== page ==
And not a moment too soon. As the star of a show and head of her own production company. Burnett has come to realize the importance of walking tall rather than walking on eggs. "Now. by necessity, just as I've had to learn to set a VCR. I've had to speak up when I used to swallow things." Not long ago. for example. Carol permitted herself some anger over a technical glitch (a jukebox abruptly stopped playing during her dance) on the show. She wasn't sure if what happened was an accident or a case of the crew's making a change without checking with her first. Turns out it was an accident, and Burnett was quick to forgive and forget. "I used to clam up and not say anything," she admits. "That's part of what I've been working on these past few years."
Regrettably. Carol doesn't have anybody special on whom to practice her new social skills. She goes out on dinner dates, but that's about it. She hasn't exactly taken a vow against another recitation of wedding vows. "Maybe." she allows, "if he lived next door and we could have a little tickle and a squeeze now and then and go on dates. Kinda sexy, don't you think?"
Until he comes along, the man she loves. Burnett will reserve her fond glances for "the postcard." That's Carol's code for the view from her Honolulu hideaway, a three-bedroom house that looks onto the Pacific and is decorated with island-flavored furniture and Japanese paintings. The front porch sports a reed-framed couch given to her by her friend up the road. Jim Nabors.
Burnett frequently has the place to herself. Her three daughters by Hamilton are on the mainland pursuing show business careers. Carrie, 26, an actress who has won a long, hard battle against drugs, recently guested on her mom's show. Jody, 23, is looking for work as an entertainment manager. Erin, 21, a guitarist and singer, is putting together her own rock band.
Burnett may be alone, but she says she's not lonely. It helps that her sister. Christine—the two refer to each other as "Sissy"—has been living in Honolulu for the past four years. "She's so real," Chris, 45, says of her older sister. "People can identify with Sissy as a person who has overcome obstacles—and I've seen her do that from the beginning. She hasn't had anything handed to her."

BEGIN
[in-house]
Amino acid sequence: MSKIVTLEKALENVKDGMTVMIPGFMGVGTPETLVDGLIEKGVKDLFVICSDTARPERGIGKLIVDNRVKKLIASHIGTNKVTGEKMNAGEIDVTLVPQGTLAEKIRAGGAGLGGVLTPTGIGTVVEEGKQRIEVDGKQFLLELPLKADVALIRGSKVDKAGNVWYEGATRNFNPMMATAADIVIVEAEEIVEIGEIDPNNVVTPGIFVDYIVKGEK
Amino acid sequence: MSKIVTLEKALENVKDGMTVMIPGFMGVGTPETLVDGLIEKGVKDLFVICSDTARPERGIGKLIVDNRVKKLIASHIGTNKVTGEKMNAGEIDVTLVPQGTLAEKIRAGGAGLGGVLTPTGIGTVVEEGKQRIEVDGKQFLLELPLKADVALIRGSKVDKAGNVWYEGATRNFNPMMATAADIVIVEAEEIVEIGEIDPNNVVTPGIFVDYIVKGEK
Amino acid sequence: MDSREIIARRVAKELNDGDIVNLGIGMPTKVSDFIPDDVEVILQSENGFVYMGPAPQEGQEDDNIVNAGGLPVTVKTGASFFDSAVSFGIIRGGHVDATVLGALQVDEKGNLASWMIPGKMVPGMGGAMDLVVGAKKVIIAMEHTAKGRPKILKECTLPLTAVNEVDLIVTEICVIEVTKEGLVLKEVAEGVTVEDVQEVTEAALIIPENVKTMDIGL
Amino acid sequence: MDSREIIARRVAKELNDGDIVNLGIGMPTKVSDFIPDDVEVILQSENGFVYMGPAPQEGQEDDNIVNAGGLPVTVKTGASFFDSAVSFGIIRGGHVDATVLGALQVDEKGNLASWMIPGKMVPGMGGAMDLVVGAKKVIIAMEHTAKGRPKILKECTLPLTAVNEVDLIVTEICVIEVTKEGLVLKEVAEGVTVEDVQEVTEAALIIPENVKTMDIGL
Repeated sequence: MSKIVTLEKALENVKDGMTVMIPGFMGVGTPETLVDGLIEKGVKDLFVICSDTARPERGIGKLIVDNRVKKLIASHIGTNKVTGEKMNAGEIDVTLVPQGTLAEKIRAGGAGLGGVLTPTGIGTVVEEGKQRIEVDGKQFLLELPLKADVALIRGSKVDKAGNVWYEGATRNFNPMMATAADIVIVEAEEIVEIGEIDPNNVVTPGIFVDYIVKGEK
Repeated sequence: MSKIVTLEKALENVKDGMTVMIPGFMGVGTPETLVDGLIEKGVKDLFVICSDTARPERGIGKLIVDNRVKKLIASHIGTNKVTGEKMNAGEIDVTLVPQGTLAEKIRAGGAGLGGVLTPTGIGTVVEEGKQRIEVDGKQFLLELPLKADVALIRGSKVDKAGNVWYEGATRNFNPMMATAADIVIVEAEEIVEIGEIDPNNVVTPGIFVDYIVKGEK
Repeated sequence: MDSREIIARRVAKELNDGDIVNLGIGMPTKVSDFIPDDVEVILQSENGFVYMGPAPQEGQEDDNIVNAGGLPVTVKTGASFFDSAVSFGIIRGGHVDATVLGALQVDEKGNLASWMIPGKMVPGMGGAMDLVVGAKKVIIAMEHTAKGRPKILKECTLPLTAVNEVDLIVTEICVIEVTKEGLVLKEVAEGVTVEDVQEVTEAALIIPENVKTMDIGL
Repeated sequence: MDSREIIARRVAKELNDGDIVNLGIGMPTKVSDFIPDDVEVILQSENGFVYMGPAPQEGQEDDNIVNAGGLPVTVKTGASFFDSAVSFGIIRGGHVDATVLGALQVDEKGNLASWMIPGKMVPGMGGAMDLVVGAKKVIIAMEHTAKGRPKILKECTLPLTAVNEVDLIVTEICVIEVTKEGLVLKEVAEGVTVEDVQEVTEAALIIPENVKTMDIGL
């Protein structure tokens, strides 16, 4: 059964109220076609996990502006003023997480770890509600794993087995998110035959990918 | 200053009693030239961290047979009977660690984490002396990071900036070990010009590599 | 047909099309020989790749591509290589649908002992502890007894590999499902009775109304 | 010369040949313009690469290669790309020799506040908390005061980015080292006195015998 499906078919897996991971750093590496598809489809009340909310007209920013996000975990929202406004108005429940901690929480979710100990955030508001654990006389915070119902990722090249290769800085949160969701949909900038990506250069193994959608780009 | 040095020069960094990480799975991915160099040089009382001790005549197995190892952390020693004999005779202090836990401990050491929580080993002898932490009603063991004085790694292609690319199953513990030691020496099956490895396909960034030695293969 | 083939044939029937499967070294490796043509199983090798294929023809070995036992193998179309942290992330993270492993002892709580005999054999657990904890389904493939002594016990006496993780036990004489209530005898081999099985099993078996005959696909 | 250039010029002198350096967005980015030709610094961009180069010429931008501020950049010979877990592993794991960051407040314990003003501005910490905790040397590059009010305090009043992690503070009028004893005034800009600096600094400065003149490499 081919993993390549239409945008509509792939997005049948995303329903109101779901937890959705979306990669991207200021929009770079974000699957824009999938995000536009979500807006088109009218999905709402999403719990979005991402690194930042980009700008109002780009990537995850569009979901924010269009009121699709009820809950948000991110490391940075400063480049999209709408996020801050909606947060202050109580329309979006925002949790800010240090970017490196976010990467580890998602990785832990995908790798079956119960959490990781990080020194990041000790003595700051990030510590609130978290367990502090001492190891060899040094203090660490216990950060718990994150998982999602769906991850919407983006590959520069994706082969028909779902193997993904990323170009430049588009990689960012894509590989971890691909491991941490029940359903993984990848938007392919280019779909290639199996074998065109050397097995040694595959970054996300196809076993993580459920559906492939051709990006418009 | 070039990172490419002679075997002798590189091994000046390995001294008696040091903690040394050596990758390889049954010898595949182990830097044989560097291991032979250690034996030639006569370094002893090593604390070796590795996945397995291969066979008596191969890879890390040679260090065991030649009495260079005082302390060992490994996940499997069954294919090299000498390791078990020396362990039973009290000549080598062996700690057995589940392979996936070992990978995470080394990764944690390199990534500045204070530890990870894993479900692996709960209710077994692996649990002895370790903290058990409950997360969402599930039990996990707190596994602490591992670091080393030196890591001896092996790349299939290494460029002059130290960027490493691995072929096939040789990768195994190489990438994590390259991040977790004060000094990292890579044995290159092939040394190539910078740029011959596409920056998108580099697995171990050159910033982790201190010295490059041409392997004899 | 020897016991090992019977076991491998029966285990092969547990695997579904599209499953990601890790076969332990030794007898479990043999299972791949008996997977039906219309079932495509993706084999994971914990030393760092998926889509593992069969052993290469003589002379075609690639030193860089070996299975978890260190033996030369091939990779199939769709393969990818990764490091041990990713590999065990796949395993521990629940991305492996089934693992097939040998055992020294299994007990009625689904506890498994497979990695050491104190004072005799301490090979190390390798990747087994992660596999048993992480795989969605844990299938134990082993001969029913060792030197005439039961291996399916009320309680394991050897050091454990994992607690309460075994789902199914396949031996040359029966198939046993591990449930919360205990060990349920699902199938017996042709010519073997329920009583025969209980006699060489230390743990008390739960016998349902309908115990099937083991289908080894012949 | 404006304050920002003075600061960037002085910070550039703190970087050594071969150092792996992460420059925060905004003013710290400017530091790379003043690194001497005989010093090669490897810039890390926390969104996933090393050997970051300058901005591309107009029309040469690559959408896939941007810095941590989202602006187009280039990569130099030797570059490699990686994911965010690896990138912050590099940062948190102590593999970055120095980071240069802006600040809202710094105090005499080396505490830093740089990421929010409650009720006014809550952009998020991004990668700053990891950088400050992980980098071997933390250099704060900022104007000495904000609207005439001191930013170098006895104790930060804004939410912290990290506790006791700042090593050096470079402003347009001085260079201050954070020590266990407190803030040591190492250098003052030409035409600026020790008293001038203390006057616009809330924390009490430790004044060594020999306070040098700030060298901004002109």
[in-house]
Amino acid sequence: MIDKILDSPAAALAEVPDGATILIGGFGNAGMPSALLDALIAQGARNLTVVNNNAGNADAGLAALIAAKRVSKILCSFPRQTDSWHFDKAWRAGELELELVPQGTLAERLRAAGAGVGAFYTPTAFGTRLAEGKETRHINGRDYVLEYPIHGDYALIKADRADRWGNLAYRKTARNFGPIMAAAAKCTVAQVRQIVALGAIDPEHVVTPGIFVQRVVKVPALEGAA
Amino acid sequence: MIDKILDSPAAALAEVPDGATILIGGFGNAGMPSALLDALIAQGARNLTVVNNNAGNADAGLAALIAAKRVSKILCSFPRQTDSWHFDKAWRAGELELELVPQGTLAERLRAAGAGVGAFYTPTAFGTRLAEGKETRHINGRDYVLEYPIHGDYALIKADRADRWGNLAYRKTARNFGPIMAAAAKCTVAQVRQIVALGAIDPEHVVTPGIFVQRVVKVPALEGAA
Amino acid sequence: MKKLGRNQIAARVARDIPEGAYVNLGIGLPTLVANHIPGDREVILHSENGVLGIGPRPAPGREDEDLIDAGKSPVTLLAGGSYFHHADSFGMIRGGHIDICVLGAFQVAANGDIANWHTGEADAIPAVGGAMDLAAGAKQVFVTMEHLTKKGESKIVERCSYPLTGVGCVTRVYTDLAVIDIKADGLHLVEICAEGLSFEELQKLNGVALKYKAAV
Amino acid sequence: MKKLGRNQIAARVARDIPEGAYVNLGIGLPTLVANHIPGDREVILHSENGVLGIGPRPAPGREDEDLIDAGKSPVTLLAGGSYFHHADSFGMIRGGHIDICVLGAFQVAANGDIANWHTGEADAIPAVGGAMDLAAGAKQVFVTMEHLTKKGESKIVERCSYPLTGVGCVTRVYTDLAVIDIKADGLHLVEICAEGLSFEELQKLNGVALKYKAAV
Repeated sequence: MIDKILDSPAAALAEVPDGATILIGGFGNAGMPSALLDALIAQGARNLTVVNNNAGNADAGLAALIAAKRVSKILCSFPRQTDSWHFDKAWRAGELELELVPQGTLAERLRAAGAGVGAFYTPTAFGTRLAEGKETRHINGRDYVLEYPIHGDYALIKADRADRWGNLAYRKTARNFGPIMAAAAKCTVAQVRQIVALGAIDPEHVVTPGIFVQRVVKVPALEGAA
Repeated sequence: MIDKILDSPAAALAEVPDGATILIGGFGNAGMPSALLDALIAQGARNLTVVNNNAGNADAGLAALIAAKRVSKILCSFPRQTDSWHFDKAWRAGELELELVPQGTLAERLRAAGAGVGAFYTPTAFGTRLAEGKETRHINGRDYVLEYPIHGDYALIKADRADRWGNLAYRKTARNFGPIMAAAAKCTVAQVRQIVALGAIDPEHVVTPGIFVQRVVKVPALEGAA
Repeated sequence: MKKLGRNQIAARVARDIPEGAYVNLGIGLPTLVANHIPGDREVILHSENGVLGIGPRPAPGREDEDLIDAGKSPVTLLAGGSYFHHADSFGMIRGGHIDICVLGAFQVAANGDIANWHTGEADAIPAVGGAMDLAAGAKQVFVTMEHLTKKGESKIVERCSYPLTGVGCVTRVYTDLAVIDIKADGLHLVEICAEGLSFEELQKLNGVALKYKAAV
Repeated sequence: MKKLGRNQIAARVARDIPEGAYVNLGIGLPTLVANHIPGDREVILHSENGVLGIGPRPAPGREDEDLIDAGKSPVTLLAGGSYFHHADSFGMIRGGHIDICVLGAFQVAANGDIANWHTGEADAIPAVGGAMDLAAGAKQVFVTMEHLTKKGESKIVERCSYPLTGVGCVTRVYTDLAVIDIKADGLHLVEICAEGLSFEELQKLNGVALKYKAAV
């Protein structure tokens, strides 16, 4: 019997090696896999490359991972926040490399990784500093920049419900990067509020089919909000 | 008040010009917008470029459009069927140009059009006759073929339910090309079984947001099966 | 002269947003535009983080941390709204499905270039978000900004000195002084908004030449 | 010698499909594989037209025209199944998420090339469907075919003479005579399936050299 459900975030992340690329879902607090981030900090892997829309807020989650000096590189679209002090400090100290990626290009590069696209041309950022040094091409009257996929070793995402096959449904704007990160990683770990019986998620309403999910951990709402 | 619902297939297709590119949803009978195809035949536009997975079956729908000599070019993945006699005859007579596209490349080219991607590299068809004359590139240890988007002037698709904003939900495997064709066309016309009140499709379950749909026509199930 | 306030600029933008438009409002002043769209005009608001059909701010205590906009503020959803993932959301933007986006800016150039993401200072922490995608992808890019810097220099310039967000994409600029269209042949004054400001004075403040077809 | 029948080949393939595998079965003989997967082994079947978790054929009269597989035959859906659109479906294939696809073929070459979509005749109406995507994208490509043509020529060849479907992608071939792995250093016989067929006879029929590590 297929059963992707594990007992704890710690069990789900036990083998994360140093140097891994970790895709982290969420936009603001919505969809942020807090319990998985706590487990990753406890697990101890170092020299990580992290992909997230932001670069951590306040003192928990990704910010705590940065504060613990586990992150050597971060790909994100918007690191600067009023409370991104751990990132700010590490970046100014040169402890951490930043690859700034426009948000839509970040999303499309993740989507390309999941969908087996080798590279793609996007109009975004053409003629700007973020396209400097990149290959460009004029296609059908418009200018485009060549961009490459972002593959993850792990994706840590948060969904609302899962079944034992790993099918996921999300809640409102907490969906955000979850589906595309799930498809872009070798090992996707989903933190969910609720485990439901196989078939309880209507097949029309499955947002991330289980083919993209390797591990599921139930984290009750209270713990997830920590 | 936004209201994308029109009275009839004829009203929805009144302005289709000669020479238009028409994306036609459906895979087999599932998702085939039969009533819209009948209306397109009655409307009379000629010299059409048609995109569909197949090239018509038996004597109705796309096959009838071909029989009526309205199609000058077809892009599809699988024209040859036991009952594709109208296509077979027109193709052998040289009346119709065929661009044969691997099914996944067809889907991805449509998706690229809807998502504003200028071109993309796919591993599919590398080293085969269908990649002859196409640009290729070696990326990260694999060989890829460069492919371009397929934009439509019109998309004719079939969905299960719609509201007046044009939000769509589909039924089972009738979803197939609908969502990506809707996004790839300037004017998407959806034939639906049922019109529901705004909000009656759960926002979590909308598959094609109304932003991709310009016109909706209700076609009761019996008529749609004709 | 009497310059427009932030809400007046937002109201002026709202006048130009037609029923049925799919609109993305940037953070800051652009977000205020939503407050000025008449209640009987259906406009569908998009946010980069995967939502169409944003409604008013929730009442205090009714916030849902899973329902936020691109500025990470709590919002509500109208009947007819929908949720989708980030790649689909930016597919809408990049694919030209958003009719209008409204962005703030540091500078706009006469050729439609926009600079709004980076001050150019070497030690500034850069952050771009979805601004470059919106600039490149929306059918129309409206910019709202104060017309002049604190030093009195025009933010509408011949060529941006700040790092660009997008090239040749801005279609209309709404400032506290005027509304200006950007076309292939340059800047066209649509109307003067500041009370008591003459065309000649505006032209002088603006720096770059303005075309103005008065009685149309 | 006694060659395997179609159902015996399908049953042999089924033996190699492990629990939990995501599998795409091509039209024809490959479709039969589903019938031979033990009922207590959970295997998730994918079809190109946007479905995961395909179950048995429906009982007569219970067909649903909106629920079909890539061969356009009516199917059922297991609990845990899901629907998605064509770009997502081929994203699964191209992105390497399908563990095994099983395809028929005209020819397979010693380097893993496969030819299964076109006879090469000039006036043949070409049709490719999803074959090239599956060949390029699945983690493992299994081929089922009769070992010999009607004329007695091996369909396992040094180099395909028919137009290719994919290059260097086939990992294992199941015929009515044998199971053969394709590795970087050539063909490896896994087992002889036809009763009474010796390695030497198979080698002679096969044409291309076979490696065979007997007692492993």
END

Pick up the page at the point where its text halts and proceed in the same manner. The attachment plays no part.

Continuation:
Not by a long shot. Burnett grew up in a run-down Hollywood boarding house, cared for less by her parents than by a loving, eccentric grandmother. Movies were the great escape; Carol and her "Nanny" took in about six a week. Those days of living on welfare and fantasy haven't been forgotten. Burnett's people-pleasing is one remnant. Her need to be compulsively neat, she says, also stems from her precarious childhood. "I love being organized and knowing where things are. Maybe that's what I'm doing—cleaning up Room 102 [the cluttered room she shared with Nanny]."
During a recent warm-up session on Carol & Company, a child in the audience asked Burnett what she would be if not an actress, "I thought about it," remembers Burnett, " 'and then I realized I could have been one of the best executive secretaries. I know how to type, how to make reservations, how to talk on the phone, how to treat people."
Maybe Burnett would enjoy the Monday through Friday 9-to-5 life. But her fans want her on a Saturday night 10-10:30 basis. And they don't want her to take dictation. They want her to take a bow.
—Joanne Kaufman, Lois Armstrong in Honolulu
The ticket clerk at the Contemporary Museum in Honolulu is hyperventilating. "I've always wanted to meet you," cries the fan. "We have a videotape of me laughing hysterically for 20 minutes watching you play Lana Turner."